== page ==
The act of observation, as defined by Professor Lawrence Wheeler’s Fall 2012 Syllabus for his course titled "Theatron", is "a morally complex act undertaken by qualified agents, operating through recognized and formalized practices, in a specific venue, and in possession of a carefully delimited vocabulary of discourse." Throughout many disciplines this formalized practice can be identified in many forms while still prescribing to this narrow definition. This essay will show how this definition of observation is applied to early 20th century American literature in Edith Wharton’s The Age of Innocence (1920) by examining the first chapter of Wharton’s museum cultured novel. Using the works of scholars interested in the American opera scene at the turn of the century and Wharton’s portrayal of New York’s elite, this essay will show how the first chapter’s opera scene specifically applies to Wheeler’s definition of observation.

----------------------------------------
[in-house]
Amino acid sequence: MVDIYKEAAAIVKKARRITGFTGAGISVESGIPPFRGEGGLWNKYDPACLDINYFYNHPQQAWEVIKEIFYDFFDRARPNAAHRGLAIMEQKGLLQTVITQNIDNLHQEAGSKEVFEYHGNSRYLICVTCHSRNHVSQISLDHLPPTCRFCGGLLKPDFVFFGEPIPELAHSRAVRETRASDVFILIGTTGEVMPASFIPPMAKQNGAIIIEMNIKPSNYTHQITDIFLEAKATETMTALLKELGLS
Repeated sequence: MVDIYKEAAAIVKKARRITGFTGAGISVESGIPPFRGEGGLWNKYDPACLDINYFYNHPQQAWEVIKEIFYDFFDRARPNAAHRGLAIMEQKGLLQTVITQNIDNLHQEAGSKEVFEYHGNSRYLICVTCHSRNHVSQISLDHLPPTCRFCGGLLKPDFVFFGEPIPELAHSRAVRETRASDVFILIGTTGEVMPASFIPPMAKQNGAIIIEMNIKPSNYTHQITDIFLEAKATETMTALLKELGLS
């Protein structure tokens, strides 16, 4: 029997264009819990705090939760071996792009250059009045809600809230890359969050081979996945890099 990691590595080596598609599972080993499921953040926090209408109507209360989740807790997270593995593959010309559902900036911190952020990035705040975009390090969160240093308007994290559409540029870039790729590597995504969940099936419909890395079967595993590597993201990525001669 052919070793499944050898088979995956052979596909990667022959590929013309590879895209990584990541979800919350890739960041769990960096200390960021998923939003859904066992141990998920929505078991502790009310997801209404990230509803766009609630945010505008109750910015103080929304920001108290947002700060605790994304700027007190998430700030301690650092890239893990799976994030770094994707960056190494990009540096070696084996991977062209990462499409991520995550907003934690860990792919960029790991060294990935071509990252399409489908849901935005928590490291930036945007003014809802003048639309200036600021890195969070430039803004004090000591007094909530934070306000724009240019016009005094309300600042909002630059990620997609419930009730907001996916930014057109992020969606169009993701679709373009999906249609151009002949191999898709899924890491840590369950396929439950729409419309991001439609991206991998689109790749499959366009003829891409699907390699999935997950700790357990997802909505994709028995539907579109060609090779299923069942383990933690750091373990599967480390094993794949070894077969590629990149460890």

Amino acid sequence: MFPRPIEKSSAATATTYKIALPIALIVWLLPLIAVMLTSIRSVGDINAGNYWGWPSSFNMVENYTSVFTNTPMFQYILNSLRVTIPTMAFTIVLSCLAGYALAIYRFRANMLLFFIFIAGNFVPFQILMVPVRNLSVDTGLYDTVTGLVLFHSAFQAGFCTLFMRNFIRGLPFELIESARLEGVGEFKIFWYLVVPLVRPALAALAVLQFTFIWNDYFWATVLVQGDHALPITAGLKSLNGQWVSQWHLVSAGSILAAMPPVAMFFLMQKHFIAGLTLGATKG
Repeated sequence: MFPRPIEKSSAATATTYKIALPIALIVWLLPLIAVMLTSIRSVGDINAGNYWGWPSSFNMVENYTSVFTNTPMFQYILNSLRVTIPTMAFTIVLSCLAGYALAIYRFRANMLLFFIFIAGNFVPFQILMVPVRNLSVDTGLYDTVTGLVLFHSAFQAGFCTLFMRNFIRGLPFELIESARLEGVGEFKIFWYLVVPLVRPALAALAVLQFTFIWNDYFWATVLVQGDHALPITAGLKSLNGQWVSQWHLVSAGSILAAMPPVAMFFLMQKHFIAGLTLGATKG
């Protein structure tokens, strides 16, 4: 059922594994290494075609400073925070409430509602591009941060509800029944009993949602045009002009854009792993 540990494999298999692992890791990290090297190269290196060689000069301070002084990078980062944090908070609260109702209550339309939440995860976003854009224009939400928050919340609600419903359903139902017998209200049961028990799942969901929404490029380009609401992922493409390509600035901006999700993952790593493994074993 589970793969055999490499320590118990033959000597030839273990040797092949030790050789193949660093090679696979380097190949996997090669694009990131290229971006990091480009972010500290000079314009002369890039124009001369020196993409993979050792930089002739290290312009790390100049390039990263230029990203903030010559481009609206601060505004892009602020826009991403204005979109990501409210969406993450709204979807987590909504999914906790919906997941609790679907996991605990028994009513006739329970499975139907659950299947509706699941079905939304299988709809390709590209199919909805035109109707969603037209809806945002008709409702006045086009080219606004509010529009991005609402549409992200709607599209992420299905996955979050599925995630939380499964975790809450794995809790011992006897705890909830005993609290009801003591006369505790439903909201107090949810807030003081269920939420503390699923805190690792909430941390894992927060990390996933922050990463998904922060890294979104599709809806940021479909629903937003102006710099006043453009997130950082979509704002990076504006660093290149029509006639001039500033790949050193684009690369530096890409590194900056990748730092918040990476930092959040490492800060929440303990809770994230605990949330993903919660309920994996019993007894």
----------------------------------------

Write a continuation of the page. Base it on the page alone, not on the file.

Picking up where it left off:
Franke, Andréa René
"Operatic Observation of the Audience: Examining Chapter One of Edith Wharton's The Age of Innocence,"
1, Article 4.